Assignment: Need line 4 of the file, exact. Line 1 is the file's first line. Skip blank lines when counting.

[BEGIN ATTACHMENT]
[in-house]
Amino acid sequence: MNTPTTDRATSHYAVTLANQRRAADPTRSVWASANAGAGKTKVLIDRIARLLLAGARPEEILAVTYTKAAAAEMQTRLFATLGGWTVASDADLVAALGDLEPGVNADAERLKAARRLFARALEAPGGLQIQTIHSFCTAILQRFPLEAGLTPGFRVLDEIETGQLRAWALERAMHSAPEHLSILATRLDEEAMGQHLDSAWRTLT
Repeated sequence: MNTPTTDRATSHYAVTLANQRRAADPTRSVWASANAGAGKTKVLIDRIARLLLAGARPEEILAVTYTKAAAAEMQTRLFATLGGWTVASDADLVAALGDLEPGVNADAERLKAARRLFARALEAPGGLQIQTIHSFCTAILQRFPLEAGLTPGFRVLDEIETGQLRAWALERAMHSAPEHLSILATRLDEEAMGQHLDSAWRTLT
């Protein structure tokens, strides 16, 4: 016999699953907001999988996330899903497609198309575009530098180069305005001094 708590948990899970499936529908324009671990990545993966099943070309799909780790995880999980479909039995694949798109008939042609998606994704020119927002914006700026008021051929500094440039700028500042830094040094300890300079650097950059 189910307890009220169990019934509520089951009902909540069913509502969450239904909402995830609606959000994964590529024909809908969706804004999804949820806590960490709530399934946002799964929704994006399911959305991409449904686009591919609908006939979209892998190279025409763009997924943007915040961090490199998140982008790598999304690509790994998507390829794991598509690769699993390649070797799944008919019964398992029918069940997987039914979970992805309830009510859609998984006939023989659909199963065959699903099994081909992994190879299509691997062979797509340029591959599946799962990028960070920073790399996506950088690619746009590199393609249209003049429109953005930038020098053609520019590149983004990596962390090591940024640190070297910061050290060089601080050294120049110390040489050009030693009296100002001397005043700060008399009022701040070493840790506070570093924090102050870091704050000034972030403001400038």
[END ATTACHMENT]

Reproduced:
């Protein structure tokens, strides 16, 4: 016999699953907001999988996330899903497609198309575009530098180069305005001094 708590948990899970499936529908324009671990990545993966099943070309799909780790995880999980479909039995694949798109008939042609998606994704020119927002914006700026008021051929500094440039700028500042830094040094300890300079650097950059 189910307890009220169990019934509520089951009902909540069913509502969450239904909402995830609606959000994964590529024909809908969706804004999804949820806590960490709530399934946002799964929704994006399911959305991409449904686009591919609908006939979209892998190279025409763009997924943007915040961090490199998140982008790598999304690509790994998507390829794991598509690769699993390649070797799944008919019964398992029918069940997987039914979970992805309830009510859609998984006939023989659909199963065959699903099994081909992994190879299509691997062979797509340029591959599946799962990028960070920073790399996506950088690619746009590199393609249209003049429109953005930038020098053609520019590149983004990596962390090591940024640190070297910061050290060089601080050294120049110390040489050009030693009296100002001397005043700060008399009022701040070493840790506070570093924090102050870091704050000034972030403001400038």